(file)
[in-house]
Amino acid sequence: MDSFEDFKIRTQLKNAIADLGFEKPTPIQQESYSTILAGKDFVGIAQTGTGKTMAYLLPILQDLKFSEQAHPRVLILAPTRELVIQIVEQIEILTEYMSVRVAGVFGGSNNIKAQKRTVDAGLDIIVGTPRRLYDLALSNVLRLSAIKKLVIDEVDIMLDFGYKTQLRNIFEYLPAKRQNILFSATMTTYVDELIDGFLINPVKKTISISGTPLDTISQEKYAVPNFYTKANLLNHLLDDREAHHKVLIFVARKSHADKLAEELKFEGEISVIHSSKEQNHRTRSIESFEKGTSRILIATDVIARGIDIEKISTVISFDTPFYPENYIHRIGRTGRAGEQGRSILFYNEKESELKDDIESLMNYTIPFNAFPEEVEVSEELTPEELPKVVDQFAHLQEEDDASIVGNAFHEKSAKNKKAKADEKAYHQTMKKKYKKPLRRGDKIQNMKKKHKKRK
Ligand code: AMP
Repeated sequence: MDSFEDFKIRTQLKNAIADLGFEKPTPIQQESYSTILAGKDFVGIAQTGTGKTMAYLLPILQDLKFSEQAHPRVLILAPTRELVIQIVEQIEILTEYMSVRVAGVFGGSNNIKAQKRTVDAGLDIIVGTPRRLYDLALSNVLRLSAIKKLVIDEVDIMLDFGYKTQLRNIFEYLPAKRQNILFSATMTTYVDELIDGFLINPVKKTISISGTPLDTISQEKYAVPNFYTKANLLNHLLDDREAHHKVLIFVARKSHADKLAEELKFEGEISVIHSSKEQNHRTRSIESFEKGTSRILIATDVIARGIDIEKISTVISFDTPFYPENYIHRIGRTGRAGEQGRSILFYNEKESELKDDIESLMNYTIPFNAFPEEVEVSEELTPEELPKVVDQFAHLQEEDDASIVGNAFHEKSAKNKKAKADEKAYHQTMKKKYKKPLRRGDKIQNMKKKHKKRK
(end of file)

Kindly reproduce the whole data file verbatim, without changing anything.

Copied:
[in-house]
Amino acid sequence: MDSFEDFKIRTQLKNAIADLGFEKPTPIQQESYSTILAGKDFVGIAQTGTGKTMAYLLPILQDLKFSEQAHPRVLILAPTRELVIQIVEQIEILTEYMSVRVAGVFGGSNNIKAQKRTVDAGLDIIVGTPRRLYDLALSNVLRLSAIKKLVIDEVDIMLDFGYKTQLRNIFEYLPAKRQNILFSATMTTYVDELIDGFLINPVKKTISISGTPLDTISQEKYAVPNFYTKANLLNHLLDDREAHHKVLIFVARKSHADKLAEELKFEGEISVIHSSKEQNHRTRSIESFEKGTSRILIATDVIARGIDIEKISTVISFDTPFYPENYIHRIGRTGRAGEQGRSILFYNEKESELKDDIESLMNYTIPFNAFPEEVEVSEELTPEELPKVVDQFAHLQEEDDASIVGNAFHEKSAKNKKAKADEKAYHQTMKKKYKKPLRRGDKIQNMKKKHKKRK
Ligand code: AMP
Repeated sequence: MDSFEDFKIRTQLKNAIADLGFEKPTPIQQESYSTILAGKDFVGIAQTGTGKTMAYLLPILQDLKFSEQAHPRVLILAPTRELVIQIVEQIEILTEYMSVRVAGVFGGSNNIKAQKRTVDAGLDIIVGTPRRLYDLALSNVLRLSAIKKLVIDEVDIMLDFGYKTQLRNIFEYLPAKRQNILFSATMTTYVDELIDGFLINPVKKTISISGTPLDTISQEKYAVPNFYTKANLLNHLLDDREAHHKVLIFVARKSHADKLAEELKFEGEISVIHSSKEQNHRTRSIESFEKGTSRILIATDVIARGIDIEKISTVISFDTPFYPENYIHRIGRTGRAGEQGRSILFYNEKESELKDDIESLMNYTIPFNAFPEEVEVSEELTPEELPKVVDQFAHLQEEDDASIVGNAFHEKSAKNKKAKADEKAYHQTMKKKYKKPLRRGDKIQNMKKKHKKRK